Yesterday I ran a note from Lindsey and asked you to share your parenting stories to make her day. The response was overwhelming--a cascade of loving,
thoughtful, honest letters that brought me to tears over and over again. If you wrote, thank you from the bottom of my heart for sharing. I'm
reading and treasuring each and every word, and will personally acknowledge your note soon.
As promised, your responses will be up on my website soon and I'll send out the link. But I can't wait to share the wealth with you, so I'm picking
just a few at random to share with you today and tomorrow. All are anonymous, as promised. As you read, if you hear cheering in the distance,
please know that's all the parents reading this, cheering for every step toward love that each one of us is taking. The verdict is in:
Love actually works.
I've seen amazing improvement in my *very* angry son after acknowledging that there was a reason he was so angry and acting out. We have had several heartfelt conversations and I have seen a real change in how he treats his younger brother, and how he treats me.
i really DO believe that these techniques work. In my experience it's the moments where I stop, check out of my own headspace & reconnect with the fact that I love my child & am ready to be there 4 them in this moment - that are the game-changers. My children feel the love, they feel validated & they feel heard. When I barrel on with my own mind full of "busy adult stuff" I make life so much harder for myself & my child. That disconnect makes us all suffer.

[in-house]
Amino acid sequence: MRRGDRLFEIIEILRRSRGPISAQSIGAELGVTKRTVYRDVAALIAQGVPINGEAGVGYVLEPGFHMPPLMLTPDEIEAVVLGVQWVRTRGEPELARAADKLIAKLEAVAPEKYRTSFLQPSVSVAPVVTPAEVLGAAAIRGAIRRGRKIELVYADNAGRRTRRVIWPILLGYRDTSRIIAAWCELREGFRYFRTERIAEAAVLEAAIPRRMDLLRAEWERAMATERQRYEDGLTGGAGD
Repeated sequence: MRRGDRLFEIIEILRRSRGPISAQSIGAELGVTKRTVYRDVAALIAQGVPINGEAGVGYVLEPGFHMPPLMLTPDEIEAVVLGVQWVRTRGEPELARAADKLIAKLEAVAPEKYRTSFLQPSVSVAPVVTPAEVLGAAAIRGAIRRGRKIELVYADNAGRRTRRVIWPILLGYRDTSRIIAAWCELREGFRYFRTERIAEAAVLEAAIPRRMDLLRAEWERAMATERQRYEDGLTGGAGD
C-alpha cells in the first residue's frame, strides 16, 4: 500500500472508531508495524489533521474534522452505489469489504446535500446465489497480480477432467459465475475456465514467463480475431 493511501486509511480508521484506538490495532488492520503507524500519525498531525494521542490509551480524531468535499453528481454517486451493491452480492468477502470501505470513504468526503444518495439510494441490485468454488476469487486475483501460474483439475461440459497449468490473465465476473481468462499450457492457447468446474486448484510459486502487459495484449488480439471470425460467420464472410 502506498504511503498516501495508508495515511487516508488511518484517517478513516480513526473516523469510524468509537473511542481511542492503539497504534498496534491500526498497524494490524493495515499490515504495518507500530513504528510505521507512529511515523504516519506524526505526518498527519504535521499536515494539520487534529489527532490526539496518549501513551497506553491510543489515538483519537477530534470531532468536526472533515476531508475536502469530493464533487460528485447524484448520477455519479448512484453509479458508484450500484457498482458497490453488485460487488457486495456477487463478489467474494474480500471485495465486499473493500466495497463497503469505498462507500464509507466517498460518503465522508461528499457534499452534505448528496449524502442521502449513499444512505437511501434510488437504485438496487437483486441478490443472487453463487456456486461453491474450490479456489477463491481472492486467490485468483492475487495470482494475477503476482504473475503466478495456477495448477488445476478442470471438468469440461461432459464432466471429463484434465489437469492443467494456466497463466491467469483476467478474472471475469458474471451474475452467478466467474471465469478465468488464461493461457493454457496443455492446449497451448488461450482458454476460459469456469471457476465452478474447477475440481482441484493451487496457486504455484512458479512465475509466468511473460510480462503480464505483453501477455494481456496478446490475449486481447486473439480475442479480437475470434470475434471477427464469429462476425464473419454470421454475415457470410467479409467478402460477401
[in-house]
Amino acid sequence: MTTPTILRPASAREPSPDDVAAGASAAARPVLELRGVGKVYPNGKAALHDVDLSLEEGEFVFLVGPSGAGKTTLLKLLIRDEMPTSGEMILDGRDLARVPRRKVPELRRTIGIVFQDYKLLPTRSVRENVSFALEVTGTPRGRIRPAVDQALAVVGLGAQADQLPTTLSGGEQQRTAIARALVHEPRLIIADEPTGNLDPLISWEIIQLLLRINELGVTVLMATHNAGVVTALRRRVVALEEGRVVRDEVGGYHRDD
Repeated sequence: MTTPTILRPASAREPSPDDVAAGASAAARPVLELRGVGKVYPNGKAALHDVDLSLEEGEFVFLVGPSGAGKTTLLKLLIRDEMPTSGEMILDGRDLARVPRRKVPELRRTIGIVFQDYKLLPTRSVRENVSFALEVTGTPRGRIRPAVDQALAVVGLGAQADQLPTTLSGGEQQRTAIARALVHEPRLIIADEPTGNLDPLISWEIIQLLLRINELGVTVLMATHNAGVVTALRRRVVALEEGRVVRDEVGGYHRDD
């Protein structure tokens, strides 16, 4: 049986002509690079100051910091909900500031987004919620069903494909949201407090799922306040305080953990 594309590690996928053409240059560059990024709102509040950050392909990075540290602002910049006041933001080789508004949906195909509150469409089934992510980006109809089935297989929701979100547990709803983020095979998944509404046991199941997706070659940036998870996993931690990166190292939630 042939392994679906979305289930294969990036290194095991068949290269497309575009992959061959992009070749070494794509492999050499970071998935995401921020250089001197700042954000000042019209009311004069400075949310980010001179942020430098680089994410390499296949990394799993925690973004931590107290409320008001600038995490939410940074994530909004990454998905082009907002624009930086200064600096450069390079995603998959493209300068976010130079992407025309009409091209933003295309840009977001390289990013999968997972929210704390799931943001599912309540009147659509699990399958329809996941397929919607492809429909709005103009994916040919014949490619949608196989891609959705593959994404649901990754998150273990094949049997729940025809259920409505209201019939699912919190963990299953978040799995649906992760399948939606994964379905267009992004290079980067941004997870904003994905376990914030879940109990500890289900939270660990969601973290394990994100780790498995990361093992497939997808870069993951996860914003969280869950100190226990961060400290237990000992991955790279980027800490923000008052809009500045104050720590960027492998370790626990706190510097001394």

It was hard to open up to my son and say, "I have been going about this in an ineffective way, I've made mistakes, I'm sorry, let's try another way." When you've been raised in an authoritative manner, you want to keep that authority, and it's humbling to admit to your own children that you realize the error of your ways, but it sets up a whole new dynamic that is easier, more sustainable, and feels a lot better to both parent and child. It's simple, but it's not easy, and it requires addressing one's own childhood, which is messy, hard work.